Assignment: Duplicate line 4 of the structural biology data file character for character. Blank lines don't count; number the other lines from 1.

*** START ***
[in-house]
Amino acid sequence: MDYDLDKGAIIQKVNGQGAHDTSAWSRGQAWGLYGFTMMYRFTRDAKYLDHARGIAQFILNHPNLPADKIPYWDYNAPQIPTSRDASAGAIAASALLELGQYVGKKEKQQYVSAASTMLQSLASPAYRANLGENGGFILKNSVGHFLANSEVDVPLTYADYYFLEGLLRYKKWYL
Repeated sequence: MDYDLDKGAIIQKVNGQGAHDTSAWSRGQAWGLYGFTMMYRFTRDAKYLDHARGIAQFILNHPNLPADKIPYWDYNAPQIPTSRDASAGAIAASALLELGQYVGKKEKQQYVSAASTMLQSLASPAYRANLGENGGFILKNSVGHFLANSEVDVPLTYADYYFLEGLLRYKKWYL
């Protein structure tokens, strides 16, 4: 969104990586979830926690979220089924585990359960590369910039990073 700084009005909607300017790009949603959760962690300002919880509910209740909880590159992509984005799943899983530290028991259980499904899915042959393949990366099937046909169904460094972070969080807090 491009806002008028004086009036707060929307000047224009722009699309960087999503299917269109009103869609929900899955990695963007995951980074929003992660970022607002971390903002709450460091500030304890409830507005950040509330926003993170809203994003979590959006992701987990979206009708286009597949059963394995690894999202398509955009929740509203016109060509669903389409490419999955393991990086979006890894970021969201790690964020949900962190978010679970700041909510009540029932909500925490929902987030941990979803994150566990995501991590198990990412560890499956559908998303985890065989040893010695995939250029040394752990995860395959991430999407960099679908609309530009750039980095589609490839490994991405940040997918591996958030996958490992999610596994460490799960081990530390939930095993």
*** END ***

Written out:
């Protein structure tokens, strides 16, 4: 969104990586979830926690979220089924585990359960590369910039990073 700084009005909607300017790009949603959760962690300002919880509910209740909880590159992509984005799943899983530290028991259980499904899915042959393949990366099937046909169904460094972070969080807090 491009806002008028004086009036707060929307000047224009722009699309960087999503299917269109009103869609929900899955990695963007995951980074929003992660970022607002971390903002709450460091500030304890409830507005950040509330926003993170809203994003979590959006992701987990979206009708286009597949059963394995690894999202398509955009929740509203016109060509669903389409490419999955393991990086979006890894970021969201790690964020949900962190978010679970700041909510009540029932909500925490929902987030941990979803994150566990995501991590198990990412560890499956559908998303985890065989040893010695995939250029040394752990995860395959991430999407960099679908609309530009750039980095589609490839490994991405940040997918591996958030996958490992999610596994460490799960081990530390939930095993």